Four books to read ahead of 50th anniversary of Woodstock

07 Aug 2019 / 11:45 H.

FIFTY years ago, the Woodstock Music and Arts Festival attracted more than 400,000 people in Bethel, New York, for three days of rock ‘n’ roll and hippiedom.

Last spring, co-founder Michael Lang announced a multiday anniversary celebration, dubbed Woodstock50, set to take place on August 16-18 – the same weekend as the original Woodstock.

Although the event has since been canceled, here is a selection of four recently published books that will let you delve into the music festival that became the high point of 1960s counterculture.

Woodstock: 50 years of Peace and Music by Daniel Bukszpan (Imagine)

Daniel Bukszpan offers insights on how the festival, originally dubbed “An Aquarian Exposition: 3 Days of Peace & Music,“ became one of the most storied events in music history.

The writer has assembled a collection of never-seen-before images of the festival by renowned photographers, including Amalie R. Rothschild and Elliott Landy.

This anniversary book also features original interviews from performers, staffers and audience members. Among them are Janis Joplin, Jimi Hendrix, The Grateful Dead, The Who and Joe Cocker.

History buffs will be delighted to discover lesser-known anecdotes about Woodstock, such as the fact that organizer John Morris sent a coded “F*ck you” message to American band Iron Butterfly when they demanded a helicopter from LaGuardia airport.

Woodstock: A Photographic Look at the Movie that Shook Up the World and Defined a Generation by Dane Bell (Rare Bird)

This photography book goes behind the scenes of the landmark 1970 documentary Woodstock, Three Days of Peace and Music directed by Michael Wadleigh.

Film producer Dane Bell has brought together a collection of remembrances and perceptions from the film crew members who created the Academy Award-winning documentary.

At the time, Wadleigh and his crew filmed everything they saw during the music festival, gathering more than 1,210 hours of footage.

The book also includes insights from musicians who took part in the festival, including Janis Joplin, David Crosby, The Who, Joan Baez and Merv Griffin, among others.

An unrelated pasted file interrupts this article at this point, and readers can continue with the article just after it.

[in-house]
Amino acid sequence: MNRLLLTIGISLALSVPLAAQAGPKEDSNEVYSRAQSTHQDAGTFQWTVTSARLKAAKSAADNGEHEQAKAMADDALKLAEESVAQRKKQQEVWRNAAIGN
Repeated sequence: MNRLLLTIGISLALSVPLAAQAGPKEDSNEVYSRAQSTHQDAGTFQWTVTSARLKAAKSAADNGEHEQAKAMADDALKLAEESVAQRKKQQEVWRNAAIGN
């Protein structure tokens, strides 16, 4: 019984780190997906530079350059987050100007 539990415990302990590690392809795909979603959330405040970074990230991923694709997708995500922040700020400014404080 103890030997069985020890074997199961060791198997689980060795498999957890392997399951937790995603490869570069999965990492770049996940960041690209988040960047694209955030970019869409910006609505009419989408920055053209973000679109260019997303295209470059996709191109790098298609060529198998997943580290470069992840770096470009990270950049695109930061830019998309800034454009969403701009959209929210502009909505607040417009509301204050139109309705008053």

Woodstock: 3 Days of Peace & Music by Michael Lang (Reel Art Press)

This 50th anniversary illustrated book was created by the festival founder and co-organizer Michael Lang, who recently made headlines over the cancellation of Woodstock50.

Woodstock buffs will be delighted to discover unseen archive documents including set lists, correspondence, information on artists’ fees as well as the original designs and plans for the three-day event.

Lang also shares memories and insights about the organization of Woodstock, which was more chaotic than commonly assumed by nostalgic festivalgoers.

“I reached out to John Lennon through Apple, the Beatles’ management company. In May, immigration officials had denied him entrance into the United States purportedly because of previous drug charges but in reality because of his public antiwar stance,“ he recalls.

The book includes hundreds of photographs by famous and unknown photographers such as Ralph Ackerman, John Dominis, Bill Eppridge, Dan Garson, Barry Z. Levine, Elliott Landy, Lee Marshall and Henry Diltz.

Pilgrims of Woodstock: Never-Before-Seen-Photos by John Kane (Red Lightning Books)

For his debut book, John Kane decided to focus on the overlooked stars of Woodstock: the 400,000 people who traveled across the US to gather on the 600 acres of Max Yasgur’s farm in Sullivan County.

He has brought together a collection of firsthand narratives of concertgoers, who will later be called the “Woodstock Nation.”

Among them are Mary and Allen, two 18-year-old high school graduates who describe the festival as “their love story.”

Kane’s interviews are accompanied by never-seen-before photographs by Richard Bellak, along with a foreword by Woodstock legend and member of the Hog Farm commune, Tom Law. - AFP

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